A: When treatment makes it necessary for the woman to uncover her body before a man doctor and for the doctor to touch and look at her body, and it is not feasible for the patient to see a woman doctor, there is no objection to it.
Q1291: What is the ruling in the matter of a woman doctor looking directly at the genitals of another woman when she can carry this out indirectly, i.e., through a mirror?
A: If it is feasible to carry out the examination through the mirror and there is no need for her to look at the woman’s private parts or to touch it. It is not permissible.
Q1292: To take the pulse count of a patient there has to be some sort of direct contact with the body. If it is feasible for a nurse from the opposite sex to do these wearing gloves, can he/she still do it without the gloves?
A: If it is feasible to go about this with the clothes on or by wearing gloves, there is no need for direct contact, by the opposite sex, with the patient’s body. It is, therefore, not permissible.
Q1293: Is it permissible for the male doctor to carry out plastic surgery for a woman which entails touching and looking at her body?
A: Plastic surgery is not a treatment for an illness. Accordingly, it is not permissible to either touch or look at the body unless it is done to treat burns and the like, and it is necessary to touch the body or look at it.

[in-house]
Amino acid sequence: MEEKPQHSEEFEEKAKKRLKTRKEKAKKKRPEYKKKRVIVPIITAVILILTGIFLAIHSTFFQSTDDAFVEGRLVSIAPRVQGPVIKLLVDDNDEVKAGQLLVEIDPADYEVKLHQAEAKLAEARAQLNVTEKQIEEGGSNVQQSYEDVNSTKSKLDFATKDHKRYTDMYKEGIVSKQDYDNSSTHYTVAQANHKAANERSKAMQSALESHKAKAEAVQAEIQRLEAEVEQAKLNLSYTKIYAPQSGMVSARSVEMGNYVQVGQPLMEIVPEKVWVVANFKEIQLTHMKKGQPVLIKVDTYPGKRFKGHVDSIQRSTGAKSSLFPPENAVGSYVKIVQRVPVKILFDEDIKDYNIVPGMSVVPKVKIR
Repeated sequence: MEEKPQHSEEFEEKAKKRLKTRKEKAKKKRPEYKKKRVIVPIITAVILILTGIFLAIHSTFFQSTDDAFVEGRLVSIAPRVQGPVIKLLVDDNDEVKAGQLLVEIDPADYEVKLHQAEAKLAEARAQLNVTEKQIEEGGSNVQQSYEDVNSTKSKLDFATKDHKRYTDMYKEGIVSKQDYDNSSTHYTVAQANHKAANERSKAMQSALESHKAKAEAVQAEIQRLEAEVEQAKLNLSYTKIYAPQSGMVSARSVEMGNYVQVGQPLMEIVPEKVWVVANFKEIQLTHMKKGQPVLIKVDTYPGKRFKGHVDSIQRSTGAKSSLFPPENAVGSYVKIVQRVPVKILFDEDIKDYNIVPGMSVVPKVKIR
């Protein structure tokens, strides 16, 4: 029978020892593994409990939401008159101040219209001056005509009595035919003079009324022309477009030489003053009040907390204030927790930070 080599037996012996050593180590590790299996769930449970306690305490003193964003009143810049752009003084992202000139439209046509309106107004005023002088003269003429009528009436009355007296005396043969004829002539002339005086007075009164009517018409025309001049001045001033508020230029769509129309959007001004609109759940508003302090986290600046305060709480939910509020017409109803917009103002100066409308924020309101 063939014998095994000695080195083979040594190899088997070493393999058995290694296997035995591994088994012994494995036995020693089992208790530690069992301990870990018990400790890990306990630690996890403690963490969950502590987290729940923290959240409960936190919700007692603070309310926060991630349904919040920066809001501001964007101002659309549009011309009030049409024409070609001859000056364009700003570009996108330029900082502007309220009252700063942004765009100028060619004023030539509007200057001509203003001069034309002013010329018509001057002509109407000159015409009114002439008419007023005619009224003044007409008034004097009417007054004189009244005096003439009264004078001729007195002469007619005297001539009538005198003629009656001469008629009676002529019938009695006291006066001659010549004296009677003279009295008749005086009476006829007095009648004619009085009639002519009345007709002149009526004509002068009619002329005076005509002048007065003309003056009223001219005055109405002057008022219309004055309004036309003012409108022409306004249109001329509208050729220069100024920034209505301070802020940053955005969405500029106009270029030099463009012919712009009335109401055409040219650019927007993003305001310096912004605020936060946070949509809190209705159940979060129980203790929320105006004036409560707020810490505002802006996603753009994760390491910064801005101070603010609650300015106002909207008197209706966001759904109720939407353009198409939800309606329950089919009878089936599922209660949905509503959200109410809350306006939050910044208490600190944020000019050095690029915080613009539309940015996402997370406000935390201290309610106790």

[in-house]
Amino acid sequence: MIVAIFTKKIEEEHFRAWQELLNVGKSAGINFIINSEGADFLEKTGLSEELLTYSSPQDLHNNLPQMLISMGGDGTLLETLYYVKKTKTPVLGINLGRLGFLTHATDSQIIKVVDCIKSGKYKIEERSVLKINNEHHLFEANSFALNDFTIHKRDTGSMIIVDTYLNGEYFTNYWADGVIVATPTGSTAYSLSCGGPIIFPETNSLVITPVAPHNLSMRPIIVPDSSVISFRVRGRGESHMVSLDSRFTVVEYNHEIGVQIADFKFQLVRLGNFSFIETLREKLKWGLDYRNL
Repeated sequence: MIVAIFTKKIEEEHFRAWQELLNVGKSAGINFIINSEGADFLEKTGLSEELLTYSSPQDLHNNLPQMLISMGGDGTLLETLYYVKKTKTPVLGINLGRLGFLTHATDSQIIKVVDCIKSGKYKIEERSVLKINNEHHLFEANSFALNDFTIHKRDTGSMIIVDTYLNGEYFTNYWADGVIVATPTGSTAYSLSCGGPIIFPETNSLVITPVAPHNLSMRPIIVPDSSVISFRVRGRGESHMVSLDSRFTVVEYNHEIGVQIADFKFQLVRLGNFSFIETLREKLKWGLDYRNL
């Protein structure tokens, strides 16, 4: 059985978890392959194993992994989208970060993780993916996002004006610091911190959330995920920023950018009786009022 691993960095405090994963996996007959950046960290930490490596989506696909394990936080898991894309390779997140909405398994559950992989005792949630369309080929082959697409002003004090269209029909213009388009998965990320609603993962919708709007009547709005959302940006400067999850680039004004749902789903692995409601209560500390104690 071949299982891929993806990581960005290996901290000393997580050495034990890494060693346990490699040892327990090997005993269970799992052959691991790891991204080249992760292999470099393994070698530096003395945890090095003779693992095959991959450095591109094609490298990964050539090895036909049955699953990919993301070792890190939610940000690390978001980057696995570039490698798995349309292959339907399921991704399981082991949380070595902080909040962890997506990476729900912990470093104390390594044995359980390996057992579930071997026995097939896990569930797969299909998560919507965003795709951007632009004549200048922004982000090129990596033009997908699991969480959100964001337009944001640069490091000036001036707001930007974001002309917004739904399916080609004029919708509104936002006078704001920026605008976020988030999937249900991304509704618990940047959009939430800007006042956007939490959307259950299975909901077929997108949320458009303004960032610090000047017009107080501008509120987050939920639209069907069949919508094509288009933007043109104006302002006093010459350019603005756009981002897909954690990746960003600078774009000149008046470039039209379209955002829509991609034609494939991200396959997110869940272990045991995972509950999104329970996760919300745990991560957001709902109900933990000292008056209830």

Q1294: Apart from her husband, is it absolutely ḥarām for anyone, including the treating doctor, to look at the genitals of a woman?
A: It is ḥarām for anyone other than the husband to look at the woman’s genitals. The ban includes the treating male/female doctor unless it is necessary on medical grounds.
Q1295: Is it permissible for women to consult a male gynecologist if he is more efficient than the female gynecologists, especially when seeing the latter proves to be difficult?
A: If the examination and the treatment require ḥarām looking or touching, it is not permissible for the woman to see a male gynecologist unless it is not feasible to consult a skilled female gynecologist who may serve the purpose or it is too difficult to do so.
Q1296. Is it permissible for someone to masturbate, upon a doctor’s advice, for carrying out a sperm test?
A: There is no objection to it if it is intended for medical treatment, the treatment is dependent on it, and it is not possible for his wife to do it.